ALBUM NAME: Forrest Feuds EP
RELEASE DATE: March 2015
COUNTRY: South Africa
CITY: Cape Town
GENRE: Ghost Rock/ Instrumental
Stefan Steyn (Guitar)
David Houston (Guitar)
Danny Harris (Drums)
Mark Woolfrey (bass)
The album art gives us a subtle hint of what is about to happen. Then you throw that subtle hint away as the EP kicks off with ‘Old Tides’ and drags us into the deep-end without hesitation. The full band is in there from the get-go and feels like we’ve jumped on a runaway train. Throughout the album there are many extremes: happiness, longing, fullness, solitude, loneliness, excitement; and we’re going to all those places. When things get heavy, eerie guitar notes call, urging one to follow. In turn, the basslines echo your misgivings, yet one is still urged to follow into the forest-filled crevices of the mind. These tracks are every bit as haunting as the term ‘Ghost rock’ suggests. The songs have a way of staying with you like the creature from ‘It follows’ but with a happier ending and a way more pleasurable stalking experience. But just when you feel so far away that you may never come back, the groove pulls you in again into the heaving, breathing, organism that has taken on a life of its own.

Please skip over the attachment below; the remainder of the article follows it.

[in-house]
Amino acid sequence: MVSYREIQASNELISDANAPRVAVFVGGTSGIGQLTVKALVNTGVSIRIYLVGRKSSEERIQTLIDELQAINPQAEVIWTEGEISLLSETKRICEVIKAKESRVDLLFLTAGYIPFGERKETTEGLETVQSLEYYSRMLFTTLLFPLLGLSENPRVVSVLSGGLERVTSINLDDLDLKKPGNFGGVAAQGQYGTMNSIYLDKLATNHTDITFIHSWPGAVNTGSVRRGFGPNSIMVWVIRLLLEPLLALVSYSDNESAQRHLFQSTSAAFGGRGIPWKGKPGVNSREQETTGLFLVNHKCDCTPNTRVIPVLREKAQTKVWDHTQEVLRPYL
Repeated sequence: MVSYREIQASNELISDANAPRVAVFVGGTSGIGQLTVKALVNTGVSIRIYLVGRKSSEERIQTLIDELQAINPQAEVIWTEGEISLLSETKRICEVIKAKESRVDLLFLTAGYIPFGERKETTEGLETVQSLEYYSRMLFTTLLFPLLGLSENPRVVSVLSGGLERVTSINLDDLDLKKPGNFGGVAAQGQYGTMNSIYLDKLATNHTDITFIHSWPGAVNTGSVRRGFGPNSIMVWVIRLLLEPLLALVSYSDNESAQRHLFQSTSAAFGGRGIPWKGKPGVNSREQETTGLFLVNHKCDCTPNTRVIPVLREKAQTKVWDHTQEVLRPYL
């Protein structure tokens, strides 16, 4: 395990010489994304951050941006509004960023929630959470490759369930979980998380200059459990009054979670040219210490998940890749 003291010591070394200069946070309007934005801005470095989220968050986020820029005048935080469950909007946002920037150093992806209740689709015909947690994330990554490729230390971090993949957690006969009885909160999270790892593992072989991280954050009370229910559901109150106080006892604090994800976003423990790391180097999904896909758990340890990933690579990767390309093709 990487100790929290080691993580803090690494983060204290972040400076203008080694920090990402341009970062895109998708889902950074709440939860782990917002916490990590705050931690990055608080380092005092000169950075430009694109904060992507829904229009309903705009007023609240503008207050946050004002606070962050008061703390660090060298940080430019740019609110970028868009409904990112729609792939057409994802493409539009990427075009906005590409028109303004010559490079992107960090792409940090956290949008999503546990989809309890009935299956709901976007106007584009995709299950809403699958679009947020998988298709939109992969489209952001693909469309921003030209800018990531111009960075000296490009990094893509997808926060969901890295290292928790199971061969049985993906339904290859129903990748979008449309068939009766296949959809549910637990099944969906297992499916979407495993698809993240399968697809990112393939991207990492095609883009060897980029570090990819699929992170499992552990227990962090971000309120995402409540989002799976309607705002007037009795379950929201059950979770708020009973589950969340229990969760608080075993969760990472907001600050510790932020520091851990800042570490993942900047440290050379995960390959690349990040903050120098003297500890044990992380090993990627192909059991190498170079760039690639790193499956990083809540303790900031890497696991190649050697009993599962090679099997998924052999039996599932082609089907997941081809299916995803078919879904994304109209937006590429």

The music itself is well-crafted, every note placed with purpose. The absence of vocals is hardly missed, as the music is free to wander where it pleases. Despite the goose bumps, there is an irresistible, powerful groove drawing you in and you just can’t help doing the ‘prog-bop’. The basslines are especially tasty in ‘The Voice’. While the bass and drums echo each other’s thoughts, guitars weave in and out of each other, spinning their own tales. Each member knows their craft and together they are able to do magical things. The true spell is cast within the quiet and build-ups where bitter metal and sweet notes linger unanswered.
Now we get down to the nitty gritty. There is not much to fault them on save for two very small things (and now I’m really reaching here to at least pretend that I have something to criticise – because nobody is perfect). Personally I feel the production is not as squeaky clean as one would like, but still darn good. I feel it could have shown off what they can do even better, or not. Perhaps it lends itself to the sound and I’m really just nit-picking now so I don’t sound foolish. The other thing is that it was pure torture only having 4 songs to listen to.
There you have it. Go and listen to their album so that if you disagree we can duel it out with our keyboards. Or you can go ahead and give these djentle-folk your money, because they’re that awesome. Up to you.
Reviewed by: Kanga-Roo
Shots fired by: Wilder (more from Wilder)
Date: 22 April 2016
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